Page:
I was the lamb, the lion was no more.
With ingrown love not sword I held the land
And not for God did I raise my wet city;
For the weak I wrought Jerusalem in pity
Who thought I slew Goliath with my hand.
Now the rich host waits, aging in my keep,
The core of summer in the fruit and mind;
Shining, shining, the warriors' heads are lined
With yesterday, and one by one they sleep.
You, partner to my sinking lust, must try
Bathsheba, this uncertain heart of sod,
Before the Jews remake me as a god,
And call me this slow force I perish by.
In you I leave some measure of my wrath,
Lest you be outraged when your impulse falters,
Your knowledge less than love which ever alters,
Beautiful child, and still all ways waits death
Rimbaud and His Muse
Black birches full of autumn sound—
like rain their few excited leaves;
what honest passion can be found
where light dissembles, touch deceives?
Between the trees she comes and leaves
shaken to learn of my seclusion—
I cannot ease the loss she grieves,
my art was built upon illusion.
The calm she looks for in my figure
restraint or death itself conceives;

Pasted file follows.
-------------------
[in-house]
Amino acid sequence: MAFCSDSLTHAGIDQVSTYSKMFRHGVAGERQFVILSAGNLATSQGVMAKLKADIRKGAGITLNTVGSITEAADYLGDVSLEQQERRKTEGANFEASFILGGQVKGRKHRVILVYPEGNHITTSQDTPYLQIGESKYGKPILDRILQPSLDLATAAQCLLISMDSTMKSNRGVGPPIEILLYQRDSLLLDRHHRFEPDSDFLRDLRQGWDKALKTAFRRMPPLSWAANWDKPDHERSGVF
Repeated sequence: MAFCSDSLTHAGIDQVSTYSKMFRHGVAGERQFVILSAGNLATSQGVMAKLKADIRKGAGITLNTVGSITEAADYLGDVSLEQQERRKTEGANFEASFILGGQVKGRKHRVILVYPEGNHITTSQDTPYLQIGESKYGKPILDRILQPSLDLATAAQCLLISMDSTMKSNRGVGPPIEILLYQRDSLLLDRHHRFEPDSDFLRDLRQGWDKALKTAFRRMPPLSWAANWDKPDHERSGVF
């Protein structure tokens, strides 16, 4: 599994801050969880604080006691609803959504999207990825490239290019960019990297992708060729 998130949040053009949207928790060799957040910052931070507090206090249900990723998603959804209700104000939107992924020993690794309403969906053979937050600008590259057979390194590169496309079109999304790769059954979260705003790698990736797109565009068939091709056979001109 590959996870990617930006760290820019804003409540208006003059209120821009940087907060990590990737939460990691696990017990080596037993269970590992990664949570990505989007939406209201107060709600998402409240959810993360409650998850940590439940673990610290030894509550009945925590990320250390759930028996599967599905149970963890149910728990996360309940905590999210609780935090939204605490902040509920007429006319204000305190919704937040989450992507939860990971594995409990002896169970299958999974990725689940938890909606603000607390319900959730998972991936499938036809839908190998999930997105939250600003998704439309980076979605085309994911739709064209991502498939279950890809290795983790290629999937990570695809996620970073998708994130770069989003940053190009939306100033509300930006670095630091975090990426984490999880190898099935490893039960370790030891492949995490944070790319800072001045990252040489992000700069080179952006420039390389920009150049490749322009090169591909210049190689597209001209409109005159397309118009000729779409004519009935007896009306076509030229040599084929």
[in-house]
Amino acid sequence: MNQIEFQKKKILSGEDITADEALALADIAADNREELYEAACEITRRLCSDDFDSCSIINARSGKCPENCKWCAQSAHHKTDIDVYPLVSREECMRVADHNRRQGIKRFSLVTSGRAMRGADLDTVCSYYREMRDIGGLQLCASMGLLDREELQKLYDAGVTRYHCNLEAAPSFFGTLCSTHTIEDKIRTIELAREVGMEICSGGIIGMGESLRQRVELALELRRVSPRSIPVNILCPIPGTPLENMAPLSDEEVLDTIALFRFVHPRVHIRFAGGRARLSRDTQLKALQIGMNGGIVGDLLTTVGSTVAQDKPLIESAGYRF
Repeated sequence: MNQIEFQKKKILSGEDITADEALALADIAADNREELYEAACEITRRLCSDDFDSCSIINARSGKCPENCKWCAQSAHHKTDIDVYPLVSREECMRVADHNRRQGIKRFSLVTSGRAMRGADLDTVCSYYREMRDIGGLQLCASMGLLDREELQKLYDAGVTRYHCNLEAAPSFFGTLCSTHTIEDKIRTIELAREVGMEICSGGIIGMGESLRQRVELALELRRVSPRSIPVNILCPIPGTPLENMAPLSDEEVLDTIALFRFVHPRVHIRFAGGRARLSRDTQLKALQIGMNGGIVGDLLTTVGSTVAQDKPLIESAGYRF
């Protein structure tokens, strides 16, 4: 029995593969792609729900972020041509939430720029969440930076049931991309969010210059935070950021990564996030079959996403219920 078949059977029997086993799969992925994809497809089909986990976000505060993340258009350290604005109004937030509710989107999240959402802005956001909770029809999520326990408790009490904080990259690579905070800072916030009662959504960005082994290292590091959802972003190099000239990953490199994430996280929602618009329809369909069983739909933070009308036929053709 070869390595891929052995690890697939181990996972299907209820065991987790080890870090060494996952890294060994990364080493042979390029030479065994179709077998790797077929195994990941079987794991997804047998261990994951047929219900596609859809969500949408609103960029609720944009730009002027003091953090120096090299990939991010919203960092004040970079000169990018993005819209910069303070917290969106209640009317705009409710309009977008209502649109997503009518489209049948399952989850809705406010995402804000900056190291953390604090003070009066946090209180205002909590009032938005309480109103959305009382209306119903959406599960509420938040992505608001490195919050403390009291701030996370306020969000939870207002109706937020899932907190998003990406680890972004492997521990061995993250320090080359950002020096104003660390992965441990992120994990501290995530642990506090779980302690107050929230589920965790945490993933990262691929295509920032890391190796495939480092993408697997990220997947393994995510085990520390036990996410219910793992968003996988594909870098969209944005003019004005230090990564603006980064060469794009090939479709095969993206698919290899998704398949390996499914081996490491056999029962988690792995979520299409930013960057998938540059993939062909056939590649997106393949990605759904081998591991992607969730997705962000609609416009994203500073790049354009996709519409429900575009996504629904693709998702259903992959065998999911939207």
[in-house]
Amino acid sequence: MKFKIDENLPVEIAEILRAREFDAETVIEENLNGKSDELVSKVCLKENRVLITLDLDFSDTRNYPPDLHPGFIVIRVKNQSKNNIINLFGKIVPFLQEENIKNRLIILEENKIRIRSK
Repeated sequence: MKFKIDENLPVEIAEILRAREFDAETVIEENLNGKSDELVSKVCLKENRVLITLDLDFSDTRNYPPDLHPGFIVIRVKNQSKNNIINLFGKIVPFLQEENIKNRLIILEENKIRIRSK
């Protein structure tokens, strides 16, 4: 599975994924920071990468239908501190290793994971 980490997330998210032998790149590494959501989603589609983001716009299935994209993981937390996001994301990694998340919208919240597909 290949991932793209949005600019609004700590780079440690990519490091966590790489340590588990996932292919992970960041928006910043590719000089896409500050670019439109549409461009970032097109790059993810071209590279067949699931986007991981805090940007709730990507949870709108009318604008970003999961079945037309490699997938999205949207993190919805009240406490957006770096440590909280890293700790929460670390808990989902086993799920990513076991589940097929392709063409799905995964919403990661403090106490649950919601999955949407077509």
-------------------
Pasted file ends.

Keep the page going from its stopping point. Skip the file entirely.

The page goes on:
through my long dream I trusted neither:
blind will alone confronts the leaves.
My skill was stronger than the leaves
and yet it falls away as fast;
she frowns and waits and disbelieves
that madness found me out at last.
Beside her now my shadow heaves
like meaning seen but never formed,
hugely alert among the leaves
where worse than madness is performed.
Originally published in The Atlantic Monthly
—in memory of Wallace Stevens
His pigeons have reached darkness
By now, and absolute shade,
The one fast color, hardened
The rich change of his blue gaze.
Indelible leaves falling
Across the Sundays, firing
An ice-rimmed sky or blazing
In his page, will hold his sound.
Earth only will find him cold.
How fair must have been that late
And inexorable stand
When, closely groomed, breakfasting
Expensively on warm wine,
Eggs Benedict, he reworked
Some dark juxtaposition,
His gaze led by innocence,
His hands in the moment, all
Malice suspended softly,
And heard in the seventh hour,
Dilating like the sea's prose,
That long formality: peace.
Originally published in The Atlantic Monthly
Late in the Night
Late in the night I dreamed I was to die,
to see through change to the unchanging season
where love is said to live and reign (blue sky
is for the called no less than for the chosen).
My love lay with me softly, murmuring
in sleep of cherished seasons come and gone,
sweet passings which in time soured, corrupting
our hands and lips and eyes. Who to atone?
Between two worlds I hovered, tried to hedge,